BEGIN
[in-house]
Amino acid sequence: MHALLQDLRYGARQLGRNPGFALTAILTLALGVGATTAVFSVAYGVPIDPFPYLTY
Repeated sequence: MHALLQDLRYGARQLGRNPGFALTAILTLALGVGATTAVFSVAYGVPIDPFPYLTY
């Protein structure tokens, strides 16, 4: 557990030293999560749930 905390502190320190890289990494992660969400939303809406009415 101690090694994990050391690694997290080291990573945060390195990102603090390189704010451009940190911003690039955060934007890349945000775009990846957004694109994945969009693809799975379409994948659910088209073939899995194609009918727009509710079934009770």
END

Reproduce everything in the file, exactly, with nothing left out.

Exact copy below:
[in-house]
Amino acid sequence: MHALLQDLRYGARQLGRNPGFALTAILTLALGVGATTAVFSVAYGVPIDPFPYLTY
Repeated sequence: MHALLQDLRYGARQLGRNPGFALTAILTLALGVGATTAVFSVAYGVPIDPFPYLTY
């Protein structure tokens, strides 16, 4: 557990030293999560749930 905390502190320190890289990494992660969400939303809406009415 101690090694994990050391690694997290080291990573945060390195990102603090390189704010451009940190911003690039955060934007890349945000775009990846957004694109994945969009693809799975379409994948659910088209073939899995194609009918727009509710079934009770």